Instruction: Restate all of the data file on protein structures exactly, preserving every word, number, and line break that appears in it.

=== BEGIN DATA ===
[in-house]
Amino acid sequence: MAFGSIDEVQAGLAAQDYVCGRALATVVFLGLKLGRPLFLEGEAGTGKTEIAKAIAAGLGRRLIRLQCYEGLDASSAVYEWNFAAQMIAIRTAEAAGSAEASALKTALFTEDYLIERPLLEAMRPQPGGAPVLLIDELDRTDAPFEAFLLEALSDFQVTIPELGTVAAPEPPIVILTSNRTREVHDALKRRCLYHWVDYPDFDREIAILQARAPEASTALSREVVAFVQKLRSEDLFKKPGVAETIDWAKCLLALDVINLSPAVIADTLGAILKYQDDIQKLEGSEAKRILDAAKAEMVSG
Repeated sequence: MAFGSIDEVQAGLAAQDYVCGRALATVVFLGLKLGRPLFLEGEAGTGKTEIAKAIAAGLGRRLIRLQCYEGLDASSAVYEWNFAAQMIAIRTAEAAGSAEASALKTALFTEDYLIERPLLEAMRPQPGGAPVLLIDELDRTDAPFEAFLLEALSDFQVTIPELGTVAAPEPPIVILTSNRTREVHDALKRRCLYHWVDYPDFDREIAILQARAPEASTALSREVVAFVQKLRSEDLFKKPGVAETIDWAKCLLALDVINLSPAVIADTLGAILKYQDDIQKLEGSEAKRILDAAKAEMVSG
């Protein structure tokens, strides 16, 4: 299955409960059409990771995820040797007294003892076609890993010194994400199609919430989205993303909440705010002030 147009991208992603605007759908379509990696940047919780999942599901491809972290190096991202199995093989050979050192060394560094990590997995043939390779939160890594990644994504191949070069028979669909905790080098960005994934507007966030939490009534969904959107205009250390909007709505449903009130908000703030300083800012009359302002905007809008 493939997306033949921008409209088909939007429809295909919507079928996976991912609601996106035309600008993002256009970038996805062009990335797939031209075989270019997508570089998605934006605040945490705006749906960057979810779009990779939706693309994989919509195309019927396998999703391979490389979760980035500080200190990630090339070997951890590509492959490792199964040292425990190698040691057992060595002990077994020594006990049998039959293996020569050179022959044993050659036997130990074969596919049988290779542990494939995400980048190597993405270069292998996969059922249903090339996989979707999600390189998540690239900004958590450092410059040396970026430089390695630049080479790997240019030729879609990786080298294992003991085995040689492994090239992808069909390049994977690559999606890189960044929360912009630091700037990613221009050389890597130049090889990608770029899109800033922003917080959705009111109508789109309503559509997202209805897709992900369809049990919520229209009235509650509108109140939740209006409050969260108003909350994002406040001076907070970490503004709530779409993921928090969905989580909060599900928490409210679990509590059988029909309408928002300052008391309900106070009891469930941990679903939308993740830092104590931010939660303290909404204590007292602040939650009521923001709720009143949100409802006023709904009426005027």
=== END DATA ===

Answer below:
[in-house]
Amino acid sequence: MAFGSIDEVQAGLAAQDYVCGRALATVVFLGLKLGRPLFLEGEAGTGKTEIAKAIAAGLGRRLIRLQCYEGLDASSAVYEWNFAAQMIAIRTAEAAGSAEASALKTALFTEDYLIERPLLEAMRPQPGGAPVLLIDELDRTDAPFEAFLLEALSDFQVTIPELGTVAAPEPPIVILTSNRTREVHDALKRRCLYHWVDYPDFDREIAILQARAPEASTALSREVVAFVQKLRSEDLFKKPGVAETIDWAKCLLALDVINLSPAVIADTLGAILKYQDDIQKLEGSEAKRILDAAKAEMVSG
Repeated sequence: MAFGSIDEVQAGLAAQDYVCGRALATVVFLGLKLGRPLFLEGEAGTGKTEIAKAIAAGLGRRLIRLQCYEGLDASSAVYEWNFAAQMIAIRTAEAAGSAEASALKTALFTEDYLIERPLLEAMRPQPGGAPVLLIDELDRTDAPFEAFLLEALSDFQVTIPELGTVAAPEPPIVILTSNRTREVHDALKRRCLYHWVDYPDFDREIAILQARAPEASTALSREVVAFVQKLRSEDLFKKPGVAETIDWAKCLLALDVINLSPAVIADTLGAILKYQDDIQKLEGSEAKRILDAAKAEMVSG
């Protein structure tokens, strides 16, 4: 299955409960059409990771995820040797007294003892076609890993010194994400199609919430989205993303909440705010002030 147009991208992603605007759908379509990696940047919780999942599901491809972290190096991202199995093989050979050192060394560094990590997995043939390779939160890594990644994504191949070069028979669909905790080098960005994934507007966030939490009534969904959107205009250390909007709505449903009130908000703030300083800012009359302002905007809008 493939997306033949921008409209088909939007429809295909919507079928996976991912609601996106035309600008993002256009970038996805062009990335797939031209075989270019997508570089998605934006605040945490705006749906960057979810779009990779939706693309994989919509195309019927396998999703391979490389979760980035500080200190990630090339070997951890590509492959490792199964040292425990190698040691057992060595002990077994020594006990049998039959293996020569050179022959044993050659036997130990074969596919049988290779542990494939995400980048190597993405270069292998996969059922249903090339996989979707999600390189998540690239900004958590450092410059040396970026430089390695630049080479790997240019030729879609990786080298294992003991085995040689492994090239992808069909390049994977690559999606890189960044929360912009630091700037990613221009050389890597130049090889990608770029899109800033922003917080959705009111109508789109309503559509997202209805897709992900369809049990919520229209009235509650509108109140939740209006409050969260108003909350994002406040001076907070970490503004709530779409993921928090969905989580909060599900928490409210679990509590059988029909309408928002300052008391309900106070009891469930941990679903939308993740830092104590931010939660303290909404204590007292602040939650009521923001709720009143949100409802006023709904009426005027």